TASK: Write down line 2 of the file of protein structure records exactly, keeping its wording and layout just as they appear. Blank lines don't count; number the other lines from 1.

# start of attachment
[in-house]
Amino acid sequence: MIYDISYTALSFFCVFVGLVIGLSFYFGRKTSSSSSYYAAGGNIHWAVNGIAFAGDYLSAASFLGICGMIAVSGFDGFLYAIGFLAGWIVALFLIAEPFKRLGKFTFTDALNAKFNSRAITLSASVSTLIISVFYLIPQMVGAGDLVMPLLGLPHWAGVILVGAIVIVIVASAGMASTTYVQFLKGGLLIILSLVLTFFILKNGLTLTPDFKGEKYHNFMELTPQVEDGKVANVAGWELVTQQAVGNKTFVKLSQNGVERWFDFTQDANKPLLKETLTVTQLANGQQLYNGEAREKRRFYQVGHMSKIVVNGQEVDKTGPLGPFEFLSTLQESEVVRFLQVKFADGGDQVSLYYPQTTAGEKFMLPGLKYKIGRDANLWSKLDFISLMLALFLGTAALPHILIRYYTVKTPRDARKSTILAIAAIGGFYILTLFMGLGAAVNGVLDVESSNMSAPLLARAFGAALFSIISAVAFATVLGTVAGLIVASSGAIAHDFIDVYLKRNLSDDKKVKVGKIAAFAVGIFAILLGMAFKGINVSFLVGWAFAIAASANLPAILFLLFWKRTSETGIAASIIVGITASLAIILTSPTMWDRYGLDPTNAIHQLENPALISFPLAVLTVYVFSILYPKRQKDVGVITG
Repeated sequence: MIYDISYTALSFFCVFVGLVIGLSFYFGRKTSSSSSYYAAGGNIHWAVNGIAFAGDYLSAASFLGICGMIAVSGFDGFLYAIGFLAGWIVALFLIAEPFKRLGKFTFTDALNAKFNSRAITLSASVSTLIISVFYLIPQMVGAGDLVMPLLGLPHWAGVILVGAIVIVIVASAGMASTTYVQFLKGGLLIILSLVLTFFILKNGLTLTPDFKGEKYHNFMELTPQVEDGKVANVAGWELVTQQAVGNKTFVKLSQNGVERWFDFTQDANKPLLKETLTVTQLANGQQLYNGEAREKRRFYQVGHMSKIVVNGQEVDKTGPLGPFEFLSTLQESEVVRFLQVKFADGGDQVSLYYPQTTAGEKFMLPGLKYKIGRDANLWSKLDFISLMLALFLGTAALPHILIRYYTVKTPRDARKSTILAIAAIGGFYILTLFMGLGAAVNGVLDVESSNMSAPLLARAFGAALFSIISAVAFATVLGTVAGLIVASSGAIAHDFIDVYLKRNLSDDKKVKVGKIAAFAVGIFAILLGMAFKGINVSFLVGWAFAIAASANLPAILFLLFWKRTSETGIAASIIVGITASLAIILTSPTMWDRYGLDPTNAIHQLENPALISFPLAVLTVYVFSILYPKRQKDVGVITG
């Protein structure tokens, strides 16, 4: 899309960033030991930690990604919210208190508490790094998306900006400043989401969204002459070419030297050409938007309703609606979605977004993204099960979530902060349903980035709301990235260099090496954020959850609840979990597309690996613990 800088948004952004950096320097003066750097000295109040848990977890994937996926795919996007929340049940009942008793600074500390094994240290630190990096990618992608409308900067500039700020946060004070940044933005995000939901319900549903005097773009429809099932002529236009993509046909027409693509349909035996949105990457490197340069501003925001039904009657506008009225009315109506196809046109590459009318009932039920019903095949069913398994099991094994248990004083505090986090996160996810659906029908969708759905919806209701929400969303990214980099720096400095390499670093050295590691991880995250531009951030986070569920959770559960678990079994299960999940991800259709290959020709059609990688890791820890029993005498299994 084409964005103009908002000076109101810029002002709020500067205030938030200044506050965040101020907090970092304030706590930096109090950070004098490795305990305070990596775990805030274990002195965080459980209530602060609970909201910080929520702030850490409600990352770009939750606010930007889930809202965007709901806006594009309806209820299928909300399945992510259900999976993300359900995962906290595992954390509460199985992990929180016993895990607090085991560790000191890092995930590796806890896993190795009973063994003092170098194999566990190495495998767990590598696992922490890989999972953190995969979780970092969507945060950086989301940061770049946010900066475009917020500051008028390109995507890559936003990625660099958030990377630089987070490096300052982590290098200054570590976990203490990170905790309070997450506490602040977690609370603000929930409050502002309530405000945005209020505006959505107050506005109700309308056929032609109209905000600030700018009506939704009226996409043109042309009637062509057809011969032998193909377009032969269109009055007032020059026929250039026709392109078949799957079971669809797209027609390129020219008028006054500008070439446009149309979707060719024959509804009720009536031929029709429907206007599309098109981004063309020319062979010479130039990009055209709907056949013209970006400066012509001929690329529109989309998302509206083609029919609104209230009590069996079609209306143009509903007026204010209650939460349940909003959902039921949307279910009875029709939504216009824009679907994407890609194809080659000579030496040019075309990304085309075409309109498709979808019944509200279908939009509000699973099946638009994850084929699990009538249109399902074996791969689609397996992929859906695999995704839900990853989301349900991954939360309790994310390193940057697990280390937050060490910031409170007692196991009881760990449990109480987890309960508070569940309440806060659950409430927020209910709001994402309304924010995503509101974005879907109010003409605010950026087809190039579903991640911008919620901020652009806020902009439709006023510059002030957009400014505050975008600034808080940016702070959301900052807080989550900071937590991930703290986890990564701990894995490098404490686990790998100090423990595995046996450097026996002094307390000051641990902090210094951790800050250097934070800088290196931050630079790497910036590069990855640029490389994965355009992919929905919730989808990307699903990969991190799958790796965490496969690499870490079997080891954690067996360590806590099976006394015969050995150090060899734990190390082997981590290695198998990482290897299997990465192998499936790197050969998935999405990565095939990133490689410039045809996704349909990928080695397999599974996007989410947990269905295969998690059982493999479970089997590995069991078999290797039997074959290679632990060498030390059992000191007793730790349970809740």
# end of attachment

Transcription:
Amino acid sequence: MIYDISYTALSFFCVFVGLVIGLSFYFGRKTSSSSSYYAAGGNIHWAVNGIAFAGDYLSAASFLGICGMIAVSGFDGFLYAIGFLAGWIVALFLIAEPFKRLGKFTFTDALNAKFNSRAITLSASVSTLIISVFYLIPQMVGAGDLVMPLLGLPHWAGVILVGAIVIVIVASAGMASTTYVQFLKGGLLIILSLVLTFFILKNGLTLTPDFKGEKYHNFMELTPQVEDGKVANVAGWELVTQQAVGNKTFVKLSQNGVERWFDFTQDANKPLLKETLTVTQLANGQQLYNGEAREKRRFYQVGHMSKIVVNGQEVDKTGPLGPFEFLSTLQESEVVRFLQVKFADGGDQVSLYYPQTTAGEKFMLPGLKYKIGRDANLWSKLDFISLMLALFLGTAALPHILIRYYTVKTPRDARKSTILAIAAIGGFYILTLFMGLGAAVNGVLDVESSNMSAPLLARAFGAALFSIISAVAFATVLGTVAGLIVASSGAIAHDFIDVYLKRNLSDDKKVKVGKIAAFAVGIFAILLGMAFKGINVSFLVGWAFAIAASANLPAILFLLFWKRTSETGIAASIIVGITASLAIILTSPTMWDRYGLDPTNAIHQLENPALISFPLAVLTVYVFSILYPKRQKDVGVITG